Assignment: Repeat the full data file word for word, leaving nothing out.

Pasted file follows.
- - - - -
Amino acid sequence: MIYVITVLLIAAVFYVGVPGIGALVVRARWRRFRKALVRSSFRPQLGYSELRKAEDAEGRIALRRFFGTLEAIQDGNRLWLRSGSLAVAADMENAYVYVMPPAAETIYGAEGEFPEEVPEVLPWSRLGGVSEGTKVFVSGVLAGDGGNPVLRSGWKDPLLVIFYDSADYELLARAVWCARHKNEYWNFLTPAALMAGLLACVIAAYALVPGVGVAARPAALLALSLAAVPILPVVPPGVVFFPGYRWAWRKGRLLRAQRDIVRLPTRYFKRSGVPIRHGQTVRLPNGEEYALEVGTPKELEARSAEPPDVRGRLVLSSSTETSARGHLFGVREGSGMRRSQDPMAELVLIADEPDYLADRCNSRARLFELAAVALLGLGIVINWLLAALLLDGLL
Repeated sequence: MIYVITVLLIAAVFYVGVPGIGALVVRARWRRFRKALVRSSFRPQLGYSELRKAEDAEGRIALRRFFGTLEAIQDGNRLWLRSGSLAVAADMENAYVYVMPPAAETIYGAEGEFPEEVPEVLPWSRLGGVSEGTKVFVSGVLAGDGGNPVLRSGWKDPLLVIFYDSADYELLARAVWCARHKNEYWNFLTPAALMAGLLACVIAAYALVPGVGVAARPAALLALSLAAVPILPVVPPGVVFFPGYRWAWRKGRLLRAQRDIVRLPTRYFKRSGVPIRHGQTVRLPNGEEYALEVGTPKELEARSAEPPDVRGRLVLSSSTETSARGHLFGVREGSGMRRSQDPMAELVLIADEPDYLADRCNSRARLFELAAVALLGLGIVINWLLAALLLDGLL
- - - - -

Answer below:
Amino acid sequence: MIYVITVLLIAAVFYVGVPGIGALVVRARWRRFRKALVRSSFRPQLGYSELRKAEDAEGRIALRRFFGTLEAIQDGNRLWLRSGSLAVAADMENAYVYVMPPAAETIYGAEGEFPEEVPEVLPWSRLGGVSEGTKVFVSGVLAGDGGNPVLRSGWKDPLLVIFYDSADYELLARAVWCARHKNEYWNFLTPAALMAGLLACVIAAYALVPGVGVAARPAALLALSLAAVPILPVVPPGVVFFPGYRWAWRKGRLLRAQRDIVRLPTRYFKRSGVPIRHGQTVRLPNGEEYALEVGTPKELEARSAEPPDVRGRLVLSSSTETSARGHLFGVREGSGMRRSQDPMAELVLIADEPDYLADRCNSRARLFELAAVALLGLGIVINWLLAALLLDGLL
Repeated sequence: MIYVITVLLIAAVFYVGVPGIGALVVRARWRRFRKALVRSSFRPQLGYSELRKAEDAEGRIALRRFFGTLEAIQDGNRLWLRSGSLAVAADMENAYVYVMPPAAETIYGAEGEFPEEVPEVLPWSRLGGVSEGTKVFVSGVLAGDGGNPVLRSGWKDPLLVIFYDSADYELLARAVWCARHKNEYWNFLTPAALMAGLLACVIAAYALVPGVGVAARPAALLALSLAAVPILPVVPPGVVFFPGYRWAWRKGRLLRAQRDIVRLPTRYFKRSGVPIRHGQTVRLPNGEEYALEVGTPKELEARSAEPPDVRGRLVLSSSTETSARGHLFGVREGSGMRRSQDPMAELVLIADEPDYLADRCNSRARLFELAAVALLGLGIVINWLLAALLLDGLL